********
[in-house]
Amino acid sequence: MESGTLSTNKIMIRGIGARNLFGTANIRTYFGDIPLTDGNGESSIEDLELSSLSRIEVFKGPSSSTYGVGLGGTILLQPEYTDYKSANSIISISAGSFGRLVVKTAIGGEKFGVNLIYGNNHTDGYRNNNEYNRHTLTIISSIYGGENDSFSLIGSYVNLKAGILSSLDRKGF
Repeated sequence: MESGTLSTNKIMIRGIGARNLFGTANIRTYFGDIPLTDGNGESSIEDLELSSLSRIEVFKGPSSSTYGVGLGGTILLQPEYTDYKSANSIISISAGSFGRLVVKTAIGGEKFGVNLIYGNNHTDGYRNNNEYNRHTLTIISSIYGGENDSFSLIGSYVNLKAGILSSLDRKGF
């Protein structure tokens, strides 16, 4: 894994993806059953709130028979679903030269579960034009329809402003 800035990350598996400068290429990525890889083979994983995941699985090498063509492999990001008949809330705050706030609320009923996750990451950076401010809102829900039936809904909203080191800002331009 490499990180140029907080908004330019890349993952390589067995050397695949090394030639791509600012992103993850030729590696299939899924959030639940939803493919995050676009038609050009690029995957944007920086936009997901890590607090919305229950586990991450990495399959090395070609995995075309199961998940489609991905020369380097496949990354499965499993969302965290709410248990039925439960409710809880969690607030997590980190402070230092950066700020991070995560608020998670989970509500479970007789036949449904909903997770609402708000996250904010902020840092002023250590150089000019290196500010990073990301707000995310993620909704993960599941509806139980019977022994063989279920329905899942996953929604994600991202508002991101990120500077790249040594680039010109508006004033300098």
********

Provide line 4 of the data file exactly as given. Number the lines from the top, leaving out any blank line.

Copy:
């Protein structure tokens, strides 16, 4: 894994993806059953709130028979679903030269579960034009329809402003 800035990350598996400068290429990525890889083979994983995941699985090498063509492999990001008949809330705050706030609320009923996750990451950076401010809102829900039936809904909203080191800002331009 490499990180140029907080908004330019890349993952390589067995050397695949090394030639791509600012992103993850030729590696299939899924959030639940939803493919995050676009038609050009690029995957944007920086936009997901890590607090919305229950586990991450990495399959090395070609995995075309199961998940489609991905020369380097496949990354499965499993969302965290709410248990039925439960409710809880969690607030997590980190402070230092950066700020991070995560608020998670989970509500479970007789036949449904909903997770609402708000996250904010902020840092002023250590150089000019290196500010990073990301707000995310993620909704993960599941509806139980019977022994063989279920329905899942996953929604994600991202508002991101990120500077790249040594680039010109508006004033300098």